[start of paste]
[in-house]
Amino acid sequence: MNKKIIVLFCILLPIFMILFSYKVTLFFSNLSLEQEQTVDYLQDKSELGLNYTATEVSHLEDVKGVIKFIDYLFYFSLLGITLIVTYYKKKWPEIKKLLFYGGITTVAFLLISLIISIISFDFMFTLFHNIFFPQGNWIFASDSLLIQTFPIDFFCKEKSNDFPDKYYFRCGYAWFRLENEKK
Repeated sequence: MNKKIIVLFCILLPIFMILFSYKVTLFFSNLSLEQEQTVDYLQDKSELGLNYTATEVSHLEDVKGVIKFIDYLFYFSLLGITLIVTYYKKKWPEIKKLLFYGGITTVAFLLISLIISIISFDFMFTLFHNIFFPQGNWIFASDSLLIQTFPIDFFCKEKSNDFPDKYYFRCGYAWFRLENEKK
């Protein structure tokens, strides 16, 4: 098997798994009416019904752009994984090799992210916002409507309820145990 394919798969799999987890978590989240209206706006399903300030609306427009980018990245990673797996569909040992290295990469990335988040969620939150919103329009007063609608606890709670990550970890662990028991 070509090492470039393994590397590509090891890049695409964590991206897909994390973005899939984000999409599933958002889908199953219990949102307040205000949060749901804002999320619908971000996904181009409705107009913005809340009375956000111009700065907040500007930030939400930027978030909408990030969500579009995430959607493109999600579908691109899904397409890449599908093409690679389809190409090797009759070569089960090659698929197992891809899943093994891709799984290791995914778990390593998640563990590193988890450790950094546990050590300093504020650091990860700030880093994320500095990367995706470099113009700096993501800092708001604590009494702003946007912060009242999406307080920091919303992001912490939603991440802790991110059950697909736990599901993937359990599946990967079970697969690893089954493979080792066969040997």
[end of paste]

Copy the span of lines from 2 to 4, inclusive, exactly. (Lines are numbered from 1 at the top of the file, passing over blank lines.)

Amino acid sequence: MNKKIIVLFCILLPIFMILFSYKVTLFFSNLSLEQEQTVDYLQDKSELGLNYTATEVSHLEDVKGVIKFIDYLFYFSLLGITLIVTYYKKKWPEIKKLLFYGGITTVAFLLISLIISIISFDFMFTLFHNIFFPQGNWIFASDSLLIQTFPIDFFCKEKSNDFPDKYYFRCGYAWFRLENEKK
Repeated sequence: MNKKIIVLFCILLPIFMILFSYKVTLFFSNLSLEQEQTVDYLQDKSELGLNYTATEVSHLEDVKGVIKFIDYLFYFSLLGITLIVTYYKKKWPEIKKLLFYGGITTVAFLLISLIISIISFDFMFTLFHNIFFPQGNWIFASDSLLIQTFPIDFFCKEKSNDFPDKYYFRCGYAWFRLENEKK
């Protein structure tokens, strides 16, 4: 098997798994009416019904752009994984090799992210916002409507309820145990 394919798969799999987890978590989240209206706006399903300030609306427009980018990245990673797996569909040992290295990469990335988040969620939150919103329009007063609608606890709670990550970890662990028991 070509090492470039393994590397590509090891890049695409964590991206897909994390973005899939984000999409599933958002889908199953219990949102307040205000949060749901804002999320619908971000996904181009409705107009913005809340009375956000111009700065907040500007930030939400930027978030909408990030969500579009995430959607493109999600579908691109899904397409890449599908093409690679389809190409090797009759070569089960090659698929197992891809899943093994891709799984290791995914778990390593998640563990590193988890450790950094546990050590300093504020650091990860700030880093994320500095990367995706470099113009700096993501800092708001604590009494702003946007912060009242999406307080920091919303992001912490939603991440802790991110059950697909736990599901993937359990599946990967079970697969690893089954493979080792066969040997």